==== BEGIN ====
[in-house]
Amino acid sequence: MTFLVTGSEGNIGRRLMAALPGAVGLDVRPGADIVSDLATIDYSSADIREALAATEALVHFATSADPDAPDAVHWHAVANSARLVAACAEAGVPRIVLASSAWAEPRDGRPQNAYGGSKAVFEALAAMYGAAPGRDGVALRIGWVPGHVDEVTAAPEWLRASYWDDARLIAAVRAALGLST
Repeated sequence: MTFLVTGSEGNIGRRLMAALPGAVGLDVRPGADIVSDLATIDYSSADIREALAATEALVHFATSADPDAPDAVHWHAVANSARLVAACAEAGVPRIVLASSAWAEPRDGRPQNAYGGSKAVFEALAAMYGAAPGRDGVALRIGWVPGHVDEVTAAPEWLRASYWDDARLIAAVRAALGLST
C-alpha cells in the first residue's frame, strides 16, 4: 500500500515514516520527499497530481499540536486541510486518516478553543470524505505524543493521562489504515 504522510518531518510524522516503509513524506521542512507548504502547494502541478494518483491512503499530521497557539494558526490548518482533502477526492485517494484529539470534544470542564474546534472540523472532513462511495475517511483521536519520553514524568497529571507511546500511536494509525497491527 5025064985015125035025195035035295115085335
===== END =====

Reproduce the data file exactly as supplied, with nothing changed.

[in-house]
Amino acid sequence: MTFLVTGSEGNIGRRLMAALPGAVGLDVRPGADIVSDLATIDYSSADIREALAATEALVHFATSADPDAPDAVHWHAVANSARLVAACAEAGVPRIVLASSAWAEPRDGRPQNAYGGSKAVFEALAAMYGAAPGRDGVALRIGWVPGHVDEVTAAPEWLRASYWDDARLIAAVRAALGLST
Repeated sequence: MTFLVTGSEGNIGRRLMAALPGAVGLDVRPGADIVSDLATIDYSSADIREALAATEALVHFATSADPDAPDAVHWHAVANSARLVAACAEAGVPRIVLASSAWAEPRDGRPQNAYGGSKAVFEALAAMYGAAPGRDGVALRIGWVPGHVDEVTAAPEWLRASYWDDARLIAAVRAALGLST
C-alpha cells in the first residue's frame, strides 16, 4: 500500500515514516520527499497530481499540536486541510486518516478553543470524505505524543493521562489504515 504522510518531518510524522516503509513524506521542512507548504502547494502541478494518483491512503499530521497557539494558526490548518482533502477526492485517494484529539470534544470542564474546534472540523472532513462511495475517511483521536519520553514524568497529571507511546500511536494509525497491527 5025064985015125035025195035035295115085335